Synthetic Bone Graft Recruits Stem Cells for Faster Bone Healing: A new study shows how particles of a ceramic called calcium phosphate have the ability to stimulate promising bone regrowth by attracting stem cells and 'growth factors' to promote healing and the integration of the grafted tissue. "The rate of bone repair we see with these materials rivals that of traditional grafts using a patients' own bone. And what sets it apart from other synthetic graft substitutes is its ability to attract stem cells and the body's natural growth factors, which coincide to form new, strong, natural bone around an artificial graft." ...The study suggests that biomaterials-based bone grafts can manipulate cell behaviour in order to repair injury, and one day may be used to repair bone injuries in humans.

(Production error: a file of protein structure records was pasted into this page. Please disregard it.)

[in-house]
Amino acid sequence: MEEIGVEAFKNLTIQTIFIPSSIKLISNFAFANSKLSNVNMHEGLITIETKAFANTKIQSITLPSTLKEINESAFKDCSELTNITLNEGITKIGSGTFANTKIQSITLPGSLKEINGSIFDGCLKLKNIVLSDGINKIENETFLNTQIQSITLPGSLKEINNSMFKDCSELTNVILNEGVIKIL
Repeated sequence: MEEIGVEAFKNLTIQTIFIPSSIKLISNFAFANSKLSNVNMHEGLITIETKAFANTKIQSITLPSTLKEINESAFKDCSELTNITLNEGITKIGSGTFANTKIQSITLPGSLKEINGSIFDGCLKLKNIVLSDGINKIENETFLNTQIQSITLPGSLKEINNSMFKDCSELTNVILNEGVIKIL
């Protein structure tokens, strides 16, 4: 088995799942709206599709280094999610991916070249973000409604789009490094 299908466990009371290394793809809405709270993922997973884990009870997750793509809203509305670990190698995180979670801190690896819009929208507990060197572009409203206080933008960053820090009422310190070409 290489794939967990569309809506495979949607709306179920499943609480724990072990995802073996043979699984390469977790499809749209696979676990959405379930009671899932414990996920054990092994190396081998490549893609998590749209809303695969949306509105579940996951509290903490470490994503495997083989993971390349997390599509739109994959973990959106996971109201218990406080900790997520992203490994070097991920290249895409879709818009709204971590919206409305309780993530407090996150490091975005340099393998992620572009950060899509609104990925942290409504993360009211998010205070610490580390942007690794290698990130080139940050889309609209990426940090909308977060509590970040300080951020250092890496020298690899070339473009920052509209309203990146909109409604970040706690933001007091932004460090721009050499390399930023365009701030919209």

Latest 'Green' Packing Material? Mushrooms; Packing Foam Engineered from Mushrooms and Agricultural Waste: A new packing material that grows itself is now appearing in shipped products across the country. The composite of inedible agricultural waste and mushroom roots is called Mycobond™, and its manufacture requires just one eighth the energy and one tenth the carbon dioxide of traditional foam packing material. And unlike most foam substitutes, when no longer useful, it makes great compost in the garden.